UN agency involved in travel scandal

UN agency involved in travel scandal
UNEP is a global environmental authority and is headquartered in Nairobi. [File, Standard]

In summary

  • UNEP Executive Director was away from headquarters for 79 per cent of his work period and incurred travel costs of Sh48 million
  • Staff members reportedly took advantage of system to go for personal engagements using agency’s budget

A scam is brewing at the United Nations Environment Programme (Unep) involving gross travel waste to the tune of Sh5.9 billion in a span of two years.

In an audit review of 27,458 trips made between 2016 and 2018 at the Gigiri-based organisation, Executive Director was away from headquarters for 529 out of 668 days – 79 percent of his work period.

He alone incurred travel costs of Sh48,851,800.  

“The manager travelled extensively across the continents, making several trips and stops in Paris, France, as well as his home country, Norway. In total, the manager spent 90 days in Paris and Oslo, but did not provide details or mission reports for 76 of those days to demonstrate relevance of travel,” the auditsays. 

Travelled extensively

Another manager who spent almost Sh10 million on travel in Paris responded by saying she was involved in intergovernmental negotiations, organising summits and engagements with partners and celebrities without giving a time frame or details of how the travel benefited the agency. 

Even though Nairobi is her work station, the manager is said to have spent most of her work hours in Paris. She stated that she had family ties in Paris and her stay there was extensive, lasting between three to four weeks, broken by short stays in her duty station, Nairobi of two to four days, before returning to Paris. 

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The Office of Internal Oversight Services (OIOS) that conducted the audit highlights errors in the computation of travel related benefits and improper documentation to justify the travels.

“There was lack of accountability and transparency in utilisation of travel related expenses as some staff did not account for their trips using mission reports.

“Instances of possible mismanagement because of questionable travel expenditure incurred by three senior members of staff expenses were also noted and a trend analysis indicated that there were possible inefficiencies due to increased travel costs against declining programme performance,” read part of the audit.

It details different forms of mismanagement, ranging from taking expensive flight options that shot their budget by millions, rerouting trips to countries outside their planned destinations, undocumented bilateral talk meetings, and weekend travels that were not approved.

It also shows that most of the staff members were using vague statements such as “going on official duty” or “engaging in bilateral meetings” to justify their travels.

OIOS identified 31 trips where travel advance paid to staff was more than the computed amount shown in the travel request. The review was undertaken from UN Gigiri office in Nairobi and focused on official travel only, excluding entitlement travel, human resource travel and travel of uniformed personnel.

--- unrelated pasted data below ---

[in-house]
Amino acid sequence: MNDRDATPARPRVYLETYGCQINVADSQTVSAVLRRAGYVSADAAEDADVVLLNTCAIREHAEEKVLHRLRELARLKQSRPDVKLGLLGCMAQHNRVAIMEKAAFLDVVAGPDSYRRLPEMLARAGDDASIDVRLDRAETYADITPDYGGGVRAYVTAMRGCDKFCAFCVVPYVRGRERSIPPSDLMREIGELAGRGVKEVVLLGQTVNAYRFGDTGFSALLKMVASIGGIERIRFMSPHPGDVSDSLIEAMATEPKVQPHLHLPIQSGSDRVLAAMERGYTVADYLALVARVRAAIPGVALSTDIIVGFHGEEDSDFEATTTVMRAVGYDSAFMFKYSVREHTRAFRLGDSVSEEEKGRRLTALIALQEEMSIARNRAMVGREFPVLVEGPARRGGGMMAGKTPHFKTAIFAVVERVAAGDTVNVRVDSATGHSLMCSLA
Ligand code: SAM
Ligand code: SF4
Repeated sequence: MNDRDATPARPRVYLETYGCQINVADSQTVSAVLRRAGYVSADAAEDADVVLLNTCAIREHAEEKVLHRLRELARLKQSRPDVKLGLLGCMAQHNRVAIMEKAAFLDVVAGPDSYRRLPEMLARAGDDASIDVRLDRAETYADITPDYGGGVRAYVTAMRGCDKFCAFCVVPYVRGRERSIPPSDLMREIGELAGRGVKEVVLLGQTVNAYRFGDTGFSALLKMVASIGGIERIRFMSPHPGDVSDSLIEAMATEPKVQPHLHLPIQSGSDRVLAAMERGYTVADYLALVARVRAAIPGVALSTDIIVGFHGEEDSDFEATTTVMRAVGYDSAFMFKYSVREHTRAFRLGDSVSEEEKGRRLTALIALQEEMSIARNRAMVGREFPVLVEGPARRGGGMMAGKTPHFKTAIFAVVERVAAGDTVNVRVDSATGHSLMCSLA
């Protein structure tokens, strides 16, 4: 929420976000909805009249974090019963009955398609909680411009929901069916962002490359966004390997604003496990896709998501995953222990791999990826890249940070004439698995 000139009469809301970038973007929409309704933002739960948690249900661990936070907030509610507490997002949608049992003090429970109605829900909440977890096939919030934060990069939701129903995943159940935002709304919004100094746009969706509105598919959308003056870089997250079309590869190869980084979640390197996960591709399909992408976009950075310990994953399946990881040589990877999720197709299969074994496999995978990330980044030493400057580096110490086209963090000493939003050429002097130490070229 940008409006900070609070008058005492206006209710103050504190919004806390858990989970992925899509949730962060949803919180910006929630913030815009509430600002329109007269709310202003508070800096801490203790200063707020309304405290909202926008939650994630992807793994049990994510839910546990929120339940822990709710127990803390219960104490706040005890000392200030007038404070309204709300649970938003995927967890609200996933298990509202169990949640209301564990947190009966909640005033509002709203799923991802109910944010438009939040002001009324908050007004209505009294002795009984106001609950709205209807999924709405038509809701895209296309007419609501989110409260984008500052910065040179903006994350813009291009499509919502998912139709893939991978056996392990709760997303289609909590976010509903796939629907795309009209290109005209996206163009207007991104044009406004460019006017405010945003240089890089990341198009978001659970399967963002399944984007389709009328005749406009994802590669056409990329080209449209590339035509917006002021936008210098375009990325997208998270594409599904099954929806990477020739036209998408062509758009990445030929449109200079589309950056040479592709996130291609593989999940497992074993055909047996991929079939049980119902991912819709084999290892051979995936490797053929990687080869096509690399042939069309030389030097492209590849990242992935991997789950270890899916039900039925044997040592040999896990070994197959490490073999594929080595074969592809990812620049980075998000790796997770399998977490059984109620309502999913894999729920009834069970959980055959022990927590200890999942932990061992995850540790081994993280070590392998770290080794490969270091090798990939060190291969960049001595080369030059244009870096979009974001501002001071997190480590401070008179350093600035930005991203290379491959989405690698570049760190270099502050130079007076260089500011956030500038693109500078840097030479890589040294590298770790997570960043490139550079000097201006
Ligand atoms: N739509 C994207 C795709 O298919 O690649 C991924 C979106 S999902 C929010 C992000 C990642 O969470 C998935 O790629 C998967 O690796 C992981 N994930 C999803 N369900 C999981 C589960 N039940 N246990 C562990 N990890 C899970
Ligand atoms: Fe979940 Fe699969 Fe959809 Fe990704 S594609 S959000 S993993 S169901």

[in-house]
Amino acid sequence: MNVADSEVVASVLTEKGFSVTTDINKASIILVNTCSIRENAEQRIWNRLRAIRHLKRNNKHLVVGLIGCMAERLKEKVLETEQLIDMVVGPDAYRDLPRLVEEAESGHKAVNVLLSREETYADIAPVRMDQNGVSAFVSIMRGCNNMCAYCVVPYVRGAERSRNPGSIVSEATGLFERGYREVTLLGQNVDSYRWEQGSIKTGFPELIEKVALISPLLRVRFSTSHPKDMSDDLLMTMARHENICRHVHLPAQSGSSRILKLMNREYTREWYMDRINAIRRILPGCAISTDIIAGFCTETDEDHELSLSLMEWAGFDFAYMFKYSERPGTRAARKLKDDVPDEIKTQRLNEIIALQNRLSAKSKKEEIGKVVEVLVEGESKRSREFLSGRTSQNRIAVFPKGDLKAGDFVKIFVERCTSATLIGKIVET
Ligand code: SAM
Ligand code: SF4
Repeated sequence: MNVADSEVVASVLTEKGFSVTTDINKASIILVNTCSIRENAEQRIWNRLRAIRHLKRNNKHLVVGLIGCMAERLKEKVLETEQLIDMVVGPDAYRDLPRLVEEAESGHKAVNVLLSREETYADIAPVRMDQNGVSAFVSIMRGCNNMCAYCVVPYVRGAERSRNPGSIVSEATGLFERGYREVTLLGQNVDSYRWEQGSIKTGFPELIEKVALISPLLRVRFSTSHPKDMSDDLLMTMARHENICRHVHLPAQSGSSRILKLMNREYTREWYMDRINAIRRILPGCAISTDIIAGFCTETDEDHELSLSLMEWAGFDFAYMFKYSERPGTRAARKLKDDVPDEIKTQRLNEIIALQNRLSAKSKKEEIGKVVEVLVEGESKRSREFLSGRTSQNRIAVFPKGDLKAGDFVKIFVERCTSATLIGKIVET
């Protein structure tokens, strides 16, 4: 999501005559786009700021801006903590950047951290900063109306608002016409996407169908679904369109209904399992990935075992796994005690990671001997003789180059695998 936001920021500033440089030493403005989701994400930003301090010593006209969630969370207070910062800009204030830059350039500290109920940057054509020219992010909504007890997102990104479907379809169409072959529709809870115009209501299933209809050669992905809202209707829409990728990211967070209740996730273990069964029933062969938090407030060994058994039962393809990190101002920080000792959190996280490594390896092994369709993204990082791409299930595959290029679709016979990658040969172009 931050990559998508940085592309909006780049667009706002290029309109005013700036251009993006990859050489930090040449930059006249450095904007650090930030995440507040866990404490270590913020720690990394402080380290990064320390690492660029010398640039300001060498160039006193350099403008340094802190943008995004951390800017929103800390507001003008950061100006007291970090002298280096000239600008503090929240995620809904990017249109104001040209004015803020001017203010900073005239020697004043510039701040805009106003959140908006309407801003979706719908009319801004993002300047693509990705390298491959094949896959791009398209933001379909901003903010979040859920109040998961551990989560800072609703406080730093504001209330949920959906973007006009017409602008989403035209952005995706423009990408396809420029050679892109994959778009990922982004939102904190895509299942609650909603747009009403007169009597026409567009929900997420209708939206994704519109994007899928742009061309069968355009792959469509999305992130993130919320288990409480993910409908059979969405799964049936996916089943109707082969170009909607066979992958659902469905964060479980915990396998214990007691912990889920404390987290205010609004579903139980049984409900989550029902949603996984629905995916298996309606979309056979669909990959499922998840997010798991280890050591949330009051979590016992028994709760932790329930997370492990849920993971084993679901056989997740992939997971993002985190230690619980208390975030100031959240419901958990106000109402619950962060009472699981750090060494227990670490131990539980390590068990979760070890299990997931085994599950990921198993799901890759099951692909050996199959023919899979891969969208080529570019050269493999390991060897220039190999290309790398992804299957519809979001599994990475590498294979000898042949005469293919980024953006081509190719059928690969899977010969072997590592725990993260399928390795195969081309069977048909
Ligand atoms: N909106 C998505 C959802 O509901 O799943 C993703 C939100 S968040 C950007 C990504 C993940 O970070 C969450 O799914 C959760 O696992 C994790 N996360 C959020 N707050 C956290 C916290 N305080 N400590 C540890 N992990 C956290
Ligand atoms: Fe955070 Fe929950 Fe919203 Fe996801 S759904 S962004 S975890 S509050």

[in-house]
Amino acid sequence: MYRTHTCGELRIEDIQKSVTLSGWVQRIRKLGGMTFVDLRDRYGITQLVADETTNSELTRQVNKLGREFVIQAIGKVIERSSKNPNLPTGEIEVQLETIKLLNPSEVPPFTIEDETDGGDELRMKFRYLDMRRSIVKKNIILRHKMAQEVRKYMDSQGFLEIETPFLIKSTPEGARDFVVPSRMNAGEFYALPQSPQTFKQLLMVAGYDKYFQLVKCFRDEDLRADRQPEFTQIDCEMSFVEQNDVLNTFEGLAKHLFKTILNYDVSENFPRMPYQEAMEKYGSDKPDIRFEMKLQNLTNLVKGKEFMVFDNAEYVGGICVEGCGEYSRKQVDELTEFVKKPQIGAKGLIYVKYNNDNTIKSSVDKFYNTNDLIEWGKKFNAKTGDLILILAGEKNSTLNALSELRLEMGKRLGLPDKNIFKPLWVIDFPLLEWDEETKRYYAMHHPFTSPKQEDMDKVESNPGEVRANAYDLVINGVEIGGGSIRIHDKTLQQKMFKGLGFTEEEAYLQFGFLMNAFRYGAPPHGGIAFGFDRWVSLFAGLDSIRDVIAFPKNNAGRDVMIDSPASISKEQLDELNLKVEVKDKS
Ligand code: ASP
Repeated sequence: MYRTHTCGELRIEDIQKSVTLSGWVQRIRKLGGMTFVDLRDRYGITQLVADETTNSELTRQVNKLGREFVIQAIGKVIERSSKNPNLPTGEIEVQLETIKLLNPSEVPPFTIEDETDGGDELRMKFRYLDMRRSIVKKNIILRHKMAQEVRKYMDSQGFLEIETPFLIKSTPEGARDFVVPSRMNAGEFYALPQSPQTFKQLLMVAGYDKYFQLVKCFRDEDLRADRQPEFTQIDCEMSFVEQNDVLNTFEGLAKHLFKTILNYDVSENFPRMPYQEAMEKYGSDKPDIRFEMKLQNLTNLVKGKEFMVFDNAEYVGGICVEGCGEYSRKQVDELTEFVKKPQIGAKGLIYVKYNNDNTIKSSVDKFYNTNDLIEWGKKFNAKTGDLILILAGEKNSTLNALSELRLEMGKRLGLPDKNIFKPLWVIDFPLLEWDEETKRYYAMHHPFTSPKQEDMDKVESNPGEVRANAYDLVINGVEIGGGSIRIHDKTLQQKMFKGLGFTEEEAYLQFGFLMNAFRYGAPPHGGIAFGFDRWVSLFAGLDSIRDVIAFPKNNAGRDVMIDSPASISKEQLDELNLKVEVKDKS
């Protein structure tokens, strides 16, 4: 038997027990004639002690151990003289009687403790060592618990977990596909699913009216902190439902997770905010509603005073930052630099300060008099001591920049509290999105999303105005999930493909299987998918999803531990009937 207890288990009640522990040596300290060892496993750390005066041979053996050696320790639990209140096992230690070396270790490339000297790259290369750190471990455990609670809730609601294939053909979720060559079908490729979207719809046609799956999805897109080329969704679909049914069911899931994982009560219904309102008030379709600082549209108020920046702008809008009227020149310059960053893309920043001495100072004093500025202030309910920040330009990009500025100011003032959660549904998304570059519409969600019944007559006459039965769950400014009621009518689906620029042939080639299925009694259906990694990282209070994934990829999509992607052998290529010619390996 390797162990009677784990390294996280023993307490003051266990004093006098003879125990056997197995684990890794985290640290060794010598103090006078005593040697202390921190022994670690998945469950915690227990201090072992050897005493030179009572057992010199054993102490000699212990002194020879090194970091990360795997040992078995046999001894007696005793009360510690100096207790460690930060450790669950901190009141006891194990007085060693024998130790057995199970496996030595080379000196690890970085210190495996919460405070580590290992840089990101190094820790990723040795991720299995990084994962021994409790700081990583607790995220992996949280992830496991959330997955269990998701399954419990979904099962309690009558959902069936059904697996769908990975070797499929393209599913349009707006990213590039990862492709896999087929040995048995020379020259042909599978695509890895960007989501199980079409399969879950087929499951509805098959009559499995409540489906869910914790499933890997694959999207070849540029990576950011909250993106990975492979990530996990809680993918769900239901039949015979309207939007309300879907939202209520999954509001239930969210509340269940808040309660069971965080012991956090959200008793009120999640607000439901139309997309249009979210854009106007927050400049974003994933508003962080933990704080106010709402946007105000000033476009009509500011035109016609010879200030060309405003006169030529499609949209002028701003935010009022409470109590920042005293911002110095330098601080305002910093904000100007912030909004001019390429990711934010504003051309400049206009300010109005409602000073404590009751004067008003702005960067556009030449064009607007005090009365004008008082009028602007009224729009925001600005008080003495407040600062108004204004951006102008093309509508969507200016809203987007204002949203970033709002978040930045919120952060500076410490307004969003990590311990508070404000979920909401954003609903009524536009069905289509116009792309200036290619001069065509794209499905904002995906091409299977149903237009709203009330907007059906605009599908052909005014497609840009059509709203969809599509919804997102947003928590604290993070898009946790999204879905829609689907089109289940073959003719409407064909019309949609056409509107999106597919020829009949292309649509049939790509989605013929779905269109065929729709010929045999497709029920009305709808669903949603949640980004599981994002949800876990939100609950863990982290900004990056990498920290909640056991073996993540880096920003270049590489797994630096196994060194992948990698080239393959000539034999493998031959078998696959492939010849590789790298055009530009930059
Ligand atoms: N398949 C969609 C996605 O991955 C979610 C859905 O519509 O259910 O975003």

Stefan Smith, the United Nations Executive Office communication officer said OIOS routinely conducts checks into a variety of issues, and the purpose of the audit is to follow up preliminary findings and seek confirmation of facts and solicit views on findings and practicality of suggested actions.”

“The document is therefore subject to change based on new evidence and outcome with the auditee,” he said, adding that Unep is not able to give detailed comments on the matter.

The audit also identified 1,442 trips whose travel advances were paid several weeks in advance of travel dates, with a quarter of them paid over one month before the commencement of the trip. By the time of completion of the audit, a total of 9.8 million shillings could not be accounted for.

It comprised excess cash not banked by the travel administrators, un-submitted documents to account for outstanding funds, and documents submitted but pending records update. 

Employees’ trips

Questions on the authenticity of some of the documents the staff members submitted also arose as they were submitted more than two years after the employees had returned from the said trips.  

In some instances, travel administrators received large amounts of cash, with some receiving more than Sh30 million to distribute to the conference participants.

“Outstanding balances from each administrator were also large, with the 10 highest balances totaling to an an average of Sh4.5 million per administrator. Because of the large amounts owed, recovery of outstanding balances from staff salaries was difficult as the salaries of the administrators were significantly less than what was owed,” says the audit. The agency incurred Sh2.3 million in cancellation fees charged by the travel agents as well as cost of non-refundable tickets for 797 cancelled flights processed by UNON and UNOG only.

“Nine of the 72 staff who responded to OIOS were unaware that their tickets were cancelled and of the financial implication of making itinerary changes,” the audit reports. 

Smith says OIOS note will be followed by a draft report, and then a final report that will incorporate a formal management response from UNEP. This final report will be made public on the OIOS website.

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